After Hosni Mubarak resigned after thirty years of American supported dictatorial rule, US President Obama made a speech glorifying democracy and freedom. Unfortunately for Obama and the American dominated power system in the region, the hypocrisy of supporting the Egyptian people after snubbing their rights for thirty years is only highlighting the sustainability of America’s seemingly poorly thought-out regional strategy. With dictators still standing in many of the Middle Eastern countries allied with the United States, Obama and the American government is largely incapable of abandoning its sinking ship in the Middle East.
Despite his speech concerning the Egyptian revolution, in which he tried to resurrect the American ideals of freedom and democracy that have long been buried under years of suppression and oppression by friends of the United States like Mubarak, Saleh, Abdullah, the on-going fundamental changes that are occurring across the region are demonstrating how empty Obama’s words truly were.
One of the most headline-grabbing examples is the deteriorating situation in Bahrain where the American-backed Al-Khalifa family has governed the Shi’a dominated island nation for 200 years. Bahrain receives military aid from the United States every year, provided logistical support for the American-led invasions of Iraq and Afghanistan and is home to the important fifth fleet, which is considered to be a helpful regional counter-balance to Iran. Yet, the Al-Khalifa family is a Sunni dynasty that has ruled over a Shi’a majority; around 70% of the population in Bahrain are Shi’ites.
Over the last two days, over 10,000 protesters have taken to the streets in Egyptian and Tunisian fashion, demanding a more democratic system of governance and the restoration of rights denied by the state. The police response by authorities has been to open fire on the protesters, leaving several dead and hundreds injured. With neighboring Saudi Arabia – another undemocratic and important regional ally of the US – deeply concerned about a Shi’a-led Bahrain allying with Iran, the United States will once more be forced to choose between their national ideals and the continuation of the current policy.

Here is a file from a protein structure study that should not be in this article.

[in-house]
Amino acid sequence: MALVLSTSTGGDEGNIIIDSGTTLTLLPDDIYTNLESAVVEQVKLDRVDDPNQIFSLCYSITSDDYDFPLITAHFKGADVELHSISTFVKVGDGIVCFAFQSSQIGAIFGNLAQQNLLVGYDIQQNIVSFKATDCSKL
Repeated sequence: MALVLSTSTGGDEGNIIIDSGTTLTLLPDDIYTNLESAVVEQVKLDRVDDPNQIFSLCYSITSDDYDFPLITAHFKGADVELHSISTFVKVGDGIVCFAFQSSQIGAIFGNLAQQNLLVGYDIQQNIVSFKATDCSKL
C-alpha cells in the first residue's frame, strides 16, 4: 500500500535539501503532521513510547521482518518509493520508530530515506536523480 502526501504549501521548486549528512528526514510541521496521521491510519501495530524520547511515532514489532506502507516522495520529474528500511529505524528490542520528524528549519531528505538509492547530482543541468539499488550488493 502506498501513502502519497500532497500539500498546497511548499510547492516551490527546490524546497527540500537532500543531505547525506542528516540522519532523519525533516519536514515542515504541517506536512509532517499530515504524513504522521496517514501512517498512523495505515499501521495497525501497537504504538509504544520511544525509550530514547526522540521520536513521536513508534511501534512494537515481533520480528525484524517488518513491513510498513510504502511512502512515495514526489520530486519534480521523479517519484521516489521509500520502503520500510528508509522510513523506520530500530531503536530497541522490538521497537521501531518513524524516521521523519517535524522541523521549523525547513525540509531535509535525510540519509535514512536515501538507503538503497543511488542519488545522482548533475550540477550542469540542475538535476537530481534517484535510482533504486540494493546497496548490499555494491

In Yemen, President Ali Abdullah Saleh has been in power longer than Egypt’s Mubarak, largely thanks to support (particularly in the last decade) from the United States. Protests in the country have produced little (aside from Saleh’s promise not to run for another election) besides casualties and injuries. While the Yemeni security forces have not turned on the protesters as Bahrain’s have, there have been rumors that Saleh paid individuals to stage counter-protests and attack the largely peaceful demonstrations – a tactic employed by Mubarak before leaving for Saudi Arabia. The same type of clashes broke out in Jordan as well where protesters have been gathering for weeks to stand against policies that have created a vast schism between the rich and poor. Similarly, in Libya – admittedly not closely allied to the United States – 84 peaceful protesters against the regime of Muammar Gaddafi have been killed by state security officials in an attempt to put down the social unrest.
In response to the violence in Bahrain and Libya, the United Kingdom halted the export of arms to the two countries; the United States simply offered another stale statement of concern. American aid ($20.8 million in military aid and over $1 million in counter-terrorism funding) to Bahrain is scheduled to continue. Meanwhile, the President Obama made calls to both King Abdullah of Jordan and President Saleh of Yemen to offer American support, despite the ongoing protests pushing for democratic reform.